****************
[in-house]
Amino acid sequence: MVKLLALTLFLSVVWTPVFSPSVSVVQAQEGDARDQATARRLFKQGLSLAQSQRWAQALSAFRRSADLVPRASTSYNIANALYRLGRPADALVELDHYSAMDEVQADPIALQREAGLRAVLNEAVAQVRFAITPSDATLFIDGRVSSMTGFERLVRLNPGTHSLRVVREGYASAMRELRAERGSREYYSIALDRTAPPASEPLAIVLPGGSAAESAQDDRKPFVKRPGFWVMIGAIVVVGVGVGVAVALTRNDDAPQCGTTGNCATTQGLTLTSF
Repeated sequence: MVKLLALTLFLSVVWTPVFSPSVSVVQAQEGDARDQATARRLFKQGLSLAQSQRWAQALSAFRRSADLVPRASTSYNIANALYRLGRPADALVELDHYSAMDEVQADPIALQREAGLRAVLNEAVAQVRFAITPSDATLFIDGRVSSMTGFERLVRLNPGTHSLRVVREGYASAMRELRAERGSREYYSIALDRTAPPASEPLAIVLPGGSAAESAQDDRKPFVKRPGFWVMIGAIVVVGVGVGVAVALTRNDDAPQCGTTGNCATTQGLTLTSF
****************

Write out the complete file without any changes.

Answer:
[in-house]
Amino acid sequence: MVKLLALTLFLSVVWTPVFSPSVSVVQAQEGDARDQATARRLFKQGLSLAQSQRWAQALSAFRRSADLVPRASTSYNIANALYRLGRPADALVELDHYSAMDEVQADPIALQREAGLRAVLNEAVAQVRFAITPSDATLFIDGRVSSMTGFERLVRLNPGTHSLRVVREGYASAMRELRAERGSREYYSIALDRTAPPASEPLAIVLPGGSAAESAQDDRKPFVKRPGFWVMIGAIVVVGVGVGVAVALTRNDDAPQCGTTGNCATTQGLTLTSF
Repeated sequence: MVKLLALTLFLSVVWTPVFSPSVSVVQAQEGDARDQATARRLFKQGLSLAQSQRWAQALSAFRRSADLVPRASTSYNIANALYRLGRPADALVELDHYSAMDEVQADPIALQREAGLRAVLNEAVAQVRFAITPSDATLFIDGRVSSMTGFERLVRLNPGTHSLRVVREGYASAMRELRAERGSREYYSIALDRTAPPASEPLAIVLPGGSAAESAQDDRKPFVKRPGFWVMIGAIVVVGVGVGVAVALTRNDDAPQCGTTGNCATTQGLTLTSF